Spikes in coronavirus infections and challenging COVID-precaution fan compliance continue to prompt athletics departments and arenas to change their approaches even 21 months into the global pandemic.
In Boston, Northeastern University’s athletics department announced Friday that home athletic events will be held without spectators beginning Sunday, including the 6,000-seat Matthews Arena.
In a news release, the school said the an increase in the number of COVID-19 cases — including some cases of the Omicron variant — on campus, primarily in the student population, prompted the decision. The university said the decision was made “out of an abundance of caution.”
A day later, the university announced two men's basketball games had been canceled. Positive COVID-19 test results within the athletics program caused Sunday's game against Vermont and Wednesday's game against St. Bonaventure to be canceled. The Huskies are scheduled to return to action on Dec. 29 at Elon.
In New York, Syracuse University announced Thursday additional public health protocols to take effect immediately at athletic events, including at the university’s 49,250-seat Carrier Dome.
According to the release, new measures include:
- All fans age 5 and up are required to provide proof of vaccination or negative COVID test. Proof must be shown at the gate to secure entry to the stadium. (Newborns to age 4 do not require a vaccination or a test result to enter the facility.)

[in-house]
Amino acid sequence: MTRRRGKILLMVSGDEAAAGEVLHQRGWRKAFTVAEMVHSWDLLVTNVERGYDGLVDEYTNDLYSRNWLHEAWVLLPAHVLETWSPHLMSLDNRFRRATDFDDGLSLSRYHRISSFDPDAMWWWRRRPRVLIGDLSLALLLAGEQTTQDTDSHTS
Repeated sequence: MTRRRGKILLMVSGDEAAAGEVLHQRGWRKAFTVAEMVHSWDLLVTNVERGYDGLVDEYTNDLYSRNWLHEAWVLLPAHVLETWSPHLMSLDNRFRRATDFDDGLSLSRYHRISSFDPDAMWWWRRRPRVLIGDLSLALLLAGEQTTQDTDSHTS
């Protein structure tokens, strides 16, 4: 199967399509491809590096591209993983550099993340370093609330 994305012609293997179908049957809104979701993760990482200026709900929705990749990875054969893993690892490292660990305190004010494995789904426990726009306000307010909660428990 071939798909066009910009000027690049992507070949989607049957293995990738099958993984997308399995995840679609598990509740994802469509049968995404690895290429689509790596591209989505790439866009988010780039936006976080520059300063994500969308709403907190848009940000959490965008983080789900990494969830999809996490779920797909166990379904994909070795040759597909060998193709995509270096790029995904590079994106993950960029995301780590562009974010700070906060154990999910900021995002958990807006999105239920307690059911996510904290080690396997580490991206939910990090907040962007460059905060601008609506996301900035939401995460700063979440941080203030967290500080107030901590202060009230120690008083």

- The Courtside Lounge will be closed.
- Club 44 will be closed.
- No food or alcohol will be served at the stadium; water, soft drinks and coffee will be available for purchase at the cashless registers in the concourse.
- Pre-game courtside gathering will be prohibited.
Syracuse University officials said the revised measures are intended to help mitigate potential spread of COVID while providing athletes and fans a safe and enjoyable environment.
The stadium will continue to operate in accordance with the existing guidance and protocols prescribed by the state of New York and the Onondaga County Department of Health. Existing local public health regulations will continue to be strictly enforced at the stadium.
- Masks are required for all patrons over the age of two (vaccinated and unvaccinated) when not actively eating or drinking, while indoors at the stadium and outdoors when in the presence of others for all events.
- Patrons displaying any COVID-19 symptoms, have been in close contact with someone that may have been exposed, or have a temperature exceeding 100.4° F are asked to stay home.
- For safety and security, the stadium will enforce a Clear Bag Policy. Each fan is allowed one clear bag one small clutch or purse. Fans will be asked to return non-approved bags to their vehicle prior to stadium entry. Please visit the stadium entry/clear bag page for additional information.
- Stadium staff will not accept or provide a holding area for prohibited items. Please visit the Stadium Guest Services page for more information on prohibited items.
- Fans should enter the stadium at the designated gate on their ticket. They should arrive early to avoid delays and allow additional time to go through the entry validation process.
- Hand sanitizer stations are available on the concourse levels.
- Dedicated sanitizing staff are assigned to monitor and treat frequently touched surfaces.